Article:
The star of American photography, Cindy Sherman, is given pride of place at the Vuitton Foundation in Paris. Her show features a multitude of mises-en-scène that caricature our society.
Forty-five years: this is how long Cindy Sherman has photographed herself. The American artist started out in black and white while still a student in Buffalo, NY. Already then, she was trying on facial expressions in a series of twenty-three ID photos… Since then, she has never ceased transforming into different personas using makeup, disguises, and props.
Let there be no mistake: even though she remains the protagonist in her own images, it doesn’t mean that she is taking self-portraits. Nothing could be farther from the truth. Cindy Sherman may well be center stage, but it’s not her own identity but the society that comes under scrutiny. This is made clear by the retrospective at the Vuitton Foundation, which brings together eighteen series created since the mid-1970s.
From an aesthetic point of view, the 1980s marked a turning point when Cindy Sherman switched from black and white to color. Monochrome photography reigned supreme in the field of artistic photography at the time, whereas color was considered vulgar and synonymous with work for hire, that is, fashion and advertisement. By giving up one for the other, Cindy Sherman also changed the size of her prints: from small and medium she turned to large format. Starting in the 1980s, she thus positioned herself firmly in the field of contemporary art, like the Canadian Jeff Wall. But she does think of herself as a photographer.
A mirror to society
What does Cindy Sherman have to say about the world around us? “Some [photographers] picture exactly what they see. Me, I prefer to show what you would have otherwise missed,” she explained on the occasion of the exhibition. In 1976, she singlehandedly portrayed thirty people at a bus stop, representing the diverse population that uses this mode of transportation. She appeared in turns as an elderly lady with a cane, a young high school girl, or yet a housewife loaded with grocery bags…
In 1977, she started working on her famous series Untitled Film Stills, which included images that went on to break auction records in the 2000s. This project signaled the introduction of backdrops, often the artist’s apartment. Borrowing the codes of film-set photography, she took on the roles of heroines without ever naming them. What interested her was not embodying a particular celebrity, but rather examining the very idea of feminine stereotypes and figures of womanhood fashioned by the film industry.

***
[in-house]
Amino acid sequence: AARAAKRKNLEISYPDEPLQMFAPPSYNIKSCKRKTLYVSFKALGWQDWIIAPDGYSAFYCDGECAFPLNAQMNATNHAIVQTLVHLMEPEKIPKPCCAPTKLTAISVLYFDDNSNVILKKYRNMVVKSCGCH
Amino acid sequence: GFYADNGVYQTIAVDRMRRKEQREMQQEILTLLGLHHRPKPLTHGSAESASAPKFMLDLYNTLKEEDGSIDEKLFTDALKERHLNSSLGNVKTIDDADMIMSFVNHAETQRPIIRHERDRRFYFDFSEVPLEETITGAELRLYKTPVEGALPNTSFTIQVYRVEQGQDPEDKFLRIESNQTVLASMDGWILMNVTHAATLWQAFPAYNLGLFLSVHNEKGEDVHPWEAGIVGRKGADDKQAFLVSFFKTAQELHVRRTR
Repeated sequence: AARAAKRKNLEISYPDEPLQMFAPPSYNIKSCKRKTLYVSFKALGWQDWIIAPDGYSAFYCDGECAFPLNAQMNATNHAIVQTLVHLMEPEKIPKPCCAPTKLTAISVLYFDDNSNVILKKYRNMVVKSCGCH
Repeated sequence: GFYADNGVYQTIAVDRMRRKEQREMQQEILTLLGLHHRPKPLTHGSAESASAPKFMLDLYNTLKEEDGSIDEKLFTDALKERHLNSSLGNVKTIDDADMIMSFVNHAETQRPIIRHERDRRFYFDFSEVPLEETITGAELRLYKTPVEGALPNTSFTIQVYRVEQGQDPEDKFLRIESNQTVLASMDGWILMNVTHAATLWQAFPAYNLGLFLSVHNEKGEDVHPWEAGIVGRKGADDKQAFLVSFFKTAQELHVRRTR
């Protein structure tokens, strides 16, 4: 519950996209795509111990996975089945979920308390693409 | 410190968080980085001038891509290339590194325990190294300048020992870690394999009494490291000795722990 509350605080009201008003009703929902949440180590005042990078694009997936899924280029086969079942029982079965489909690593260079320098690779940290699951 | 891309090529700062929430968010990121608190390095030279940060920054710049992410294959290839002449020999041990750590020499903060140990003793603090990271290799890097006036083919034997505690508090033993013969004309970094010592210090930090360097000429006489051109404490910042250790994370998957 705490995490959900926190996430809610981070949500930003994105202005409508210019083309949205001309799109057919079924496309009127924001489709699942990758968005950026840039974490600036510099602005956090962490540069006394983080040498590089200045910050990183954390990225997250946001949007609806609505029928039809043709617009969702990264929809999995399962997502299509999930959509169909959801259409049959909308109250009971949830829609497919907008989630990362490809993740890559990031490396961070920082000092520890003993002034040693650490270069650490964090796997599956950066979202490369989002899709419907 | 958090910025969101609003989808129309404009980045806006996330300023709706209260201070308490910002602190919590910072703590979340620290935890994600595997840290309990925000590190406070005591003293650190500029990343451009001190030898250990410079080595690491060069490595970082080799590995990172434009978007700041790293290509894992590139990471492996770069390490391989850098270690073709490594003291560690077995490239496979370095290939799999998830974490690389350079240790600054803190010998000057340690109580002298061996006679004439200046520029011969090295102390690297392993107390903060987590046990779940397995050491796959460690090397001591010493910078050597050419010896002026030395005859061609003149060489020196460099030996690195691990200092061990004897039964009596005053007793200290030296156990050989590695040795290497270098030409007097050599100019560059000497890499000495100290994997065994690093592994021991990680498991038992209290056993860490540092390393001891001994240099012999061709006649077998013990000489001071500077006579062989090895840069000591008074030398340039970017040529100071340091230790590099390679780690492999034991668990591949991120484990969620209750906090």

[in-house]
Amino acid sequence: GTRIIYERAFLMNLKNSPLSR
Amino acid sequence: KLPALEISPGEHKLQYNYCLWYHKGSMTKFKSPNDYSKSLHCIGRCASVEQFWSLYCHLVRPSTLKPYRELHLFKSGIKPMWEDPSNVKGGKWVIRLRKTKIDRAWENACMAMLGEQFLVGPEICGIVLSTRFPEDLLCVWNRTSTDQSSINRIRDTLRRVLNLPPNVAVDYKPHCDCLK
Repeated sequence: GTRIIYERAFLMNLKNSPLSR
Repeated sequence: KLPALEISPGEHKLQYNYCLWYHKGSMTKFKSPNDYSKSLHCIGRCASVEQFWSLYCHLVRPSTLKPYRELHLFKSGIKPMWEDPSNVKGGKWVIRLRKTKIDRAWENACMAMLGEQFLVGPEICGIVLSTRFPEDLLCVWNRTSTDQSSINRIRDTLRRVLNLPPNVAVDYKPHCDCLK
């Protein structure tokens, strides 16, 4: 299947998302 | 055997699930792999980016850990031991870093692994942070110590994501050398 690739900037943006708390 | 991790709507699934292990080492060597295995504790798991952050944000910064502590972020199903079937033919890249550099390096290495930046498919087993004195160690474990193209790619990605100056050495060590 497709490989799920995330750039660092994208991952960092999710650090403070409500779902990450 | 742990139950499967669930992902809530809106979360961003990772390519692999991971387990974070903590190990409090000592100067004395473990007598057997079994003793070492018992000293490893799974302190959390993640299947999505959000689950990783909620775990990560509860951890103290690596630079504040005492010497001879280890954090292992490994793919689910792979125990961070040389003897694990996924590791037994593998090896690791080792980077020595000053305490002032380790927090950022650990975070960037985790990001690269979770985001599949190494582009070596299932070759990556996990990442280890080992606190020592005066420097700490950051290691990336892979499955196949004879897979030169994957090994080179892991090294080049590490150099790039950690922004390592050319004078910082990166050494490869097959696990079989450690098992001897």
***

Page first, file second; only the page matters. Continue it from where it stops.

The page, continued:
The world of cinema provided the inspiration for another 1980s’ color series entitled Rear Screen Projections. Cindy Sherman continued here her exploration of the representation of women, this time using film stills as backdrop—a trick used in cinema since the 1930s to create the illusion that the character moves in a real environment. The artist chose this device precisely at a point in time when it was falling into disuse.
From one world into the next
After cinema, Cindy Sherman tackled the world of fashion, producing uncanny portraits that challenged the standards of beauty defined—and imposed—by magazines such as Vogue and Glamour. In the 1990s, she moved on to the realm of art history, citing great works of portraiture. She appropriated masterpieces by painters such as Michelangelo, Ingrès, and Raphaël, as well as invented others, deliberately trespassing into caricature and provocation.
Her series Headshots, created in the 2000s, attacks a social phenomenon—the booming plastic surgery industry—showing distorted faces and human beings turned into monsters. Her characters are, however, manifest more compassion than cynicism, as in the series Society Portraits (2008). Here, Cindy Sherman addresses the phenomenon of aging and the strategies used by wealthy middle-aged American women to appear sexy and seductive despite the passage of time.
From one series to the next, the retrospective at the Louis Vuitton Foundation demonstrates how Cindy Sherman’s work has constantly renewed and reinvented itself even within the limits of staging only the artist’s own body. In the most recent series, exhibited for the first time, she appears as a man, and is once again a master of surprise.
By Sophie Bernard
Sophie Bernard is a journalist specializing in photography, contributor to La Gazette de Drouot or Le Quotidien de l’Art, and a curator and teacher at EFET in Paris.
September 23, 2020 to January 3, 2021
Fondation Louis Vuitton
8, Avenue du Mahatma Gandhi